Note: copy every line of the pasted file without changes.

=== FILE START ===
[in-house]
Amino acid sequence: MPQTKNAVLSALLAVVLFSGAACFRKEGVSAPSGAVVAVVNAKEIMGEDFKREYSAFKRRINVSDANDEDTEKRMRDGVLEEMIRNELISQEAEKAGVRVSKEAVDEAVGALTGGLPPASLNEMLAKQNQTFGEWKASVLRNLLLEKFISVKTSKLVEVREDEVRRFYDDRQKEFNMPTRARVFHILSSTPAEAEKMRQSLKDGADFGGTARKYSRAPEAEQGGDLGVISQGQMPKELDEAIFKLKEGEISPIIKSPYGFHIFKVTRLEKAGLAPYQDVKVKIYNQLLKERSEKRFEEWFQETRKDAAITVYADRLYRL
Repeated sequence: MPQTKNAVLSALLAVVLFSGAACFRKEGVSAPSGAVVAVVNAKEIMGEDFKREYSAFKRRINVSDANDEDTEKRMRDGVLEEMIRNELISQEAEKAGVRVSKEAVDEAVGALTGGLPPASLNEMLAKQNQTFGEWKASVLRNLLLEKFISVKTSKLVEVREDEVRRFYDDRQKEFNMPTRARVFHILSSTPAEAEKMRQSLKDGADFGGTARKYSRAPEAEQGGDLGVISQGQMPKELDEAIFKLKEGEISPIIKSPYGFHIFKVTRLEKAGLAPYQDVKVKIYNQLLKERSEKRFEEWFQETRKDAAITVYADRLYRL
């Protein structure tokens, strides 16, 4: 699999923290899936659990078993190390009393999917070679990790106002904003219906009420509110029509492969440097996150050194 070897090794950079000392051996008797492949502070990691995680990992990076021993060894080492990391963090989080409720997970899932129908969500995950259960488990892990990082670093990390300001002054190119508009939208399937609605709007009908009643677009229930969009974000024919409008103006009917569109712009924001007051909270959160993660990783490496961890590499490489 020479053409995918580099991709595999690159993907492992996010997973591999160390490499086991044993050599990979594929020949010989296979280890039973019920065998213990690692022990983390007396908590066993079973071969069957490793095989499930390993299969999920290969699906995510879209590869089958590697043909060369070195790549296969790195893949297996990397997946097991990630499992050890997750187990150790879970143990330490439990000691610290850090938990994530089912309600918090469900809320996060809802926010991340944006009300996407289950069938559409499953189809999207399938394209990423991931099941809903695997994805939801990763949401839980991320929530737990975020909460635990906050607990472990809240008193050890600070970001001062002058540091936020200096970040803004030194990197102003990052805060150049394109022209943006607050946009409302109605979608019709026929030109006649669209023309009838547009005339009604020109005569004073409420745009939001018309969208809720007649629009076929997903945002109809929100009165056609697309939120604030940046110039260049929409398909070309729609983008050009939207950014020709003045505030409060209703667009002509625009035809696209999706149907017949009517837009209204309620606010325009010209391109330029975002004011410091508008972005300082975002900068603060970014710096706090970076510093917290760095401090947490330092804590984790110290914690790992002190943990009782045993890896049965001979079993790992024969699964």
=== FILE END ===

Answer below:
[in-house]
Amino acid sequence: MPQTKNAVLSALLAVVLFSGAACFRKEGVSAPSGAVVAVVNAKEIMGEDFKREYSAFKRRINVSDANDEDTEKRMRDGVLEEMIRNELISQEAEKAGVRVSKEAVDEAVGALTGGLPPASLNEMLAKQNQTFGEWKASVLRNLLLEKFISVKTSKLVEVREDEVRRFYDDRQKEFNMPTRARVFHILSSTPAEAEKMRQSLKDGADFGGTARKYSRAPEAEQGGDLGVISQGQMPKELDEAIFKLKEGEISPIIKSPYGFHIFKVTRLEKAGLAPYQDVKVKIYNQLLKERSEKRFEEWFQETRKDAAITVYADRLYRL
Repeated sequence: MPQTKNAVLSALLAVVLFSGAACFRKEGVSAPSGAVVAVVNAKEIMGEDFKREYSAFKRRINVSDANDEDTEKRMRDGVLEEMIRNELISQEAEKAGVRVSKEAVDEAVGALTGGLPPASLNEMLAKQNQTFGEWKASVLRNLLLEKFISVKTSKLVEVREDEVRRFYDDRQKEFNMPTRARVFHILSSTPAEAEKMRQSLKDGADFGGTARKYSRAPEAEQGGDLGVISQGQMPKELDEAIFKLKEGEISPIIKSPYGFHIFKVTRLEKAGLAPYQDVKVKIYNQLLKERSEKRFEEWFQETRKDAAITVYADRLYRL
């Protein structure tokens, strides 16, 4: 699999923290899936659990078993190390009393999917070679990790106002904003219906009420509110029509492969440097996150050194 070897090794950079000392051996008797492949502070990691995680990992990076021993060894080492990391963090989080409720997970899932129908969500995950259960488990892990990082670093990390300001002054190119508009939208399937609605709007009908009643677009229930969009974000024919409008103006009917569109712009924001007051909270959160993660990783490496961890590499490489 020479053409995918580099991709595999690159993907492992996010997973591999160390490499086991044993050599990979594929020949010989296979280890039973019920065998213990690692022990983390007396908590066993079973071969069957490793095989499930390993299969999920290969699906995510879209590869089958590697043909060369070195790549296969790195893949297996990397997946097991990630499992050890997750187990150790879970143990330490439990000691610290850090938990994530089912309600918090469900809320996060809802926010991340944006009300996407289950069938559409499953189809999207399938394209990423991931099941809903695997994805939801990763949401839980991320929530737990975020909460635990906050607990472990809240008193050890600070970001001062002058540091936020200096970040803004030194990197102003990052805060150049394109022209943006607050946009409302109605979608019709026929030109006649669209023309009838547009005339009604020109005569004073409420745009939001018309969208809720007649629009076929997903945002109809929100009165056609697309939120604030940046110039260049929409398909070309729609983008050009939207950014020709003045505030409060209703667009002509625009035809696209999706149907017949009517837009209204309620606010325009010209391109330029975002004011410091508008972005300082975002900068603060970014710096706090970076510093917290760095401090947490330092804590984790110290914690790992002190943990009782045993890896049965001979079993790992024969699964």